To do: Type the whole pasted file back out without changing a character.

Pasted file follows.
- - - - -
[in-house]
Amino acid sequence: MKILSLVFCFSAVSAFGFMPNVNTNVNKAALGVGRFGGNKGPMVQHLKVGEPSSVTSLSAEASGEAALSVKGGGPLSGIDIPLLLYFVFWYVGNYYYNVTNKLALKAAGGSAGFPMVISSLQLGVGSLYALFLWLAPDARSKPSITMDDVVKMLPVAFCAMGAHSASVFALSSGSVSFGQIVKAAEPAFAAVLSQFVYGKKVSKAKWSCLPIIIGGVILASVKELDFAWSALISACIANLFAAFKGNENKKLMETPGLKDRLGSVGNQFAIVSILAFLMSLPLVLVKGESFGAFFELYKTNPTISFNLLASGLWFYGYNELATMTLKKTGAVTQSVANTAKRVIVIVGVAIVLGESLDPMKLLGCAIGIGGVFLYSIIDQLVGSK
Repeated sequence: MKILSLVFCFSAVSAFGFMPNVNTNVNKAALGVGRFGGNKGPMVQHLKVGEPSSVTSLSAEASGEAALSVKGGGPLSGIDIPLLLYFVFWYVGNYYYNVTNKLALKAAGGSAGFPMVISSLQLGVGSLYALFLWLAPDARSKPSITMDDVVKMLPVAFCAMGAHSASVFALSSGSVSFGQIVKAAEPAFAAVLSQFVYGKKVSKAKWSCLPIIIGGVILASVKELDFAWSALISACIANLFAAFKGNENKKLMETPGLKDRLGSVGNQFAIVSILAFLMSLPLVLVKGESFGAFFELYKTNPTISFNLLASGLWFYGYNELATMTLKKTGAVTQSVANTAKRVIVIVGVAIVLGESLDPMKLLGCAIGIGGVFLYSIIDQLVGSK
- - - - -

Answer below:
[in-house]
Amino acid sequence: MKILSLVFCFSAVSAFGFMPNVNTNVNKAALGVGRFGGNKGPMVQHLKVGEPSSVTSLSAEASGEAALSVKGGGPLSGIDIPLLLYFVFWYVGNYYYNVTNKLALKAAGGSAGFPMVISSLQLGVGSLYALFLWLAPDARSKPSITMDDVVKMLPVAFCAMGAHSASVFALSSGSVSFGQIVKAAEPAFAAVLSQFVYGKKVSKAKWSCLPIIIGGVILASVKELDFAWSALISACIANLFAAFKGNENKKLMETPGLKDRLGSVGNQFAIVSILAFLMSLPLVLVKGESFGAFFELYKTNPTISFNLLASGLWFYGYNELATMTLKKTGAVTQSVANTAKRVIVIVGVAIVLGESLDPMKLLGCAIGIGGVFLYSIIDQLVGSK
Repeated sequence: MKILSLVFCFSAVSAFGFMPNVNTNVNKAALGVGRFGGNKGPMVQHLKVGEPSSVTSLSAEASGEAALSVKGGGPLSGIDIPLLLYFVFWYVGNYYYNVTNKLALKAAGGSAGFPMVISSLQLGVGSLYALFLWLAPDARSKPSITMDDVVKMLPVAFCAMGAHSASVFALSSGSVSFGQIVKAAEPAFAAVLSQFVYGKKVSKAKWSCLPIIIGGVILASVKELDFAWSALISACIANLFAAFKGNENKKLMETPGLKDRLGSVGNQFAIVSILAFLMSLPLVLVKGESFGAFFELYKTNPTISFNLLASGLWFYGYNELATMTLKKTGAVTQSVANTAKRVIVIVGVAIVLGESLDPMKLLGCAIGIGGVFLYSIIDQLVGSK